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Blunt Won’t Challenge Boehner for Top GOP Job

Minority Whip Roy Blunt (R-Mo.) is running for re-election to his House seat and will not challenge Minority Leader John Boehner (R-Ohio) for the top leadership job when — as Blunt predicts — Republicans win a majority in 2008.

“No retirement,” Blunt said during a lunch with reporters Tuesday.

“I think our team has been good, I believe our Whip team has done a great job,” he said, quipping, “I’m pretty sure any on-the-record comment you could get from our Members would verify that.”

When asked if he also intended to run for re-election to Minority Whip, he said “I expect to be in the majority in the next Congress.” Blunt then clarified that he had no intention of rocking the natural order of leadership elevation, meaning that if the GOP were to win a majority, Boehner would run for Speaker and Blunt would run for Majority Leader.

Blunt credited Boehner for his management of the leadership team. “Mr. Boehner’s done a good job of bringing the leadership together and keeping the leadership together,” he said. “We meet every day now for a few minutes, or at least” House Republican Conference Chairman Adam Putnam (Fla.), Chief Deputy Minority Whip Eric Cantor (R-Va.), Boehner “and I do, so it’s very time-efficient and also good for our staff.”

Blunt added that the various leaders are settling into their roles, and he said he believes the group to be more unified than it has been in the past.

“I’m very comfortable with all of it, the floor strategy, the motions to recommit, getting information to our Members — all part of what we do — and I think our leadership is more unified than it has been in a long time in terms of just staying together, sharing the same information, staying focused on the same thing, knowing who’s doing what and when, and that’s been good for us,” he said. “I think our Members have held together in an extraordinary way, and the leaders share some credit for that.”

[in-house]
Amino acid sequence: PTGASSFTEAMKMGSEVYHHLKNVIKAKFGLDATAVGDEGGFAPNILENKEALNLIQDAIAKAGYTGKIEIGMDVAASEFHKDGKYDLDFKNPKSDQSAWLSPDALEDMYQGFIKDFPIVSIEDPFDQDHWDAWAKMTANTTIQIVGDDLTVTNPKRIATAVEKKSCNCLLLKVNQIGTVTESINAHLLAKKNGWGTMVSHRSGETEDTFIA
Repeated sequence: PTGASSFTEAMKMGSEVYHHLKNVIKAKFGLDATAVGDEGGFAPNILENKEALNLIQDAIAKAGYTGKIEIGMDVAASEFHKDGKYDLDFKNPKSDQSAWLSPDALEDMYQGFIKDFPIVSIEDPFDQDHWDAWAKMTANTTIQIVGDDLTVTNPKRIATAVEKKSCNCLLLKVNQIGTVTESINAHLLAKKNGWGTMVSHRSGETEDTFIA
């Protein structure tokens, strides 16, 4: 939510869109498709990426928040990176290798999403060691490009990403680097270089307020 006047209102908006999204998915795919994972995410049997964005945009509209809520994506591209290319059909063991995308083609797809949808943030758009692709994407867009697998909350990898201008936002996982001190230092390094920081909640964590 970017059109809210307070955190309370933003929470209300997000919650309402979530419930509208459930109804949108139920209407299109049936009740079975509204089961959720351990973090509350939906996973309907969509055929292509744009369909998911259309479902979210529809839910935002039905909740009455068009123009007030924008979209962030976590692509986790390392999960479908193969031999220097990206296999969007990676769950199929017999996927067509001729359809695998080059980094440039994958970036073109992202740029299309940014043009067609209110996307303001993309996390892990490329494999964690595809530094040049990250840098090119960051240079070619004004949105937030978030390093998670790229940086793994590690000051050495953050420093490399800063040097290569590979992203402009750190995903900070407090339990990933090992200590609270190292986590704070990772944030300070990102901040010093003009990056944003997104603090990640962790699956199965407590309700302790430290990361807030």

Brian Kennedy, a spokesman for Boehner, said Blunt is an “integral” part of the leadership team and that Boehner is “grateful for all his hard work in the fight to earn back the majority.”

While Blunt may not challenge Boehner, Cantor and Putnam likely will remain wild cards as potential contenders for any leadership post in the next Congress until they say otherwise. At least one member of leadership, Republican Policy Committee Chairman Thaddeus McCotter (Mich.), prompted some mild chafing recently after reports surfaced that he suggested to a forum of conservative bloggers at the think tank Heritage Foundation — without naming them directly — that he and Boehner were doing more to advance Republican principles than Blunt and Putnam were.

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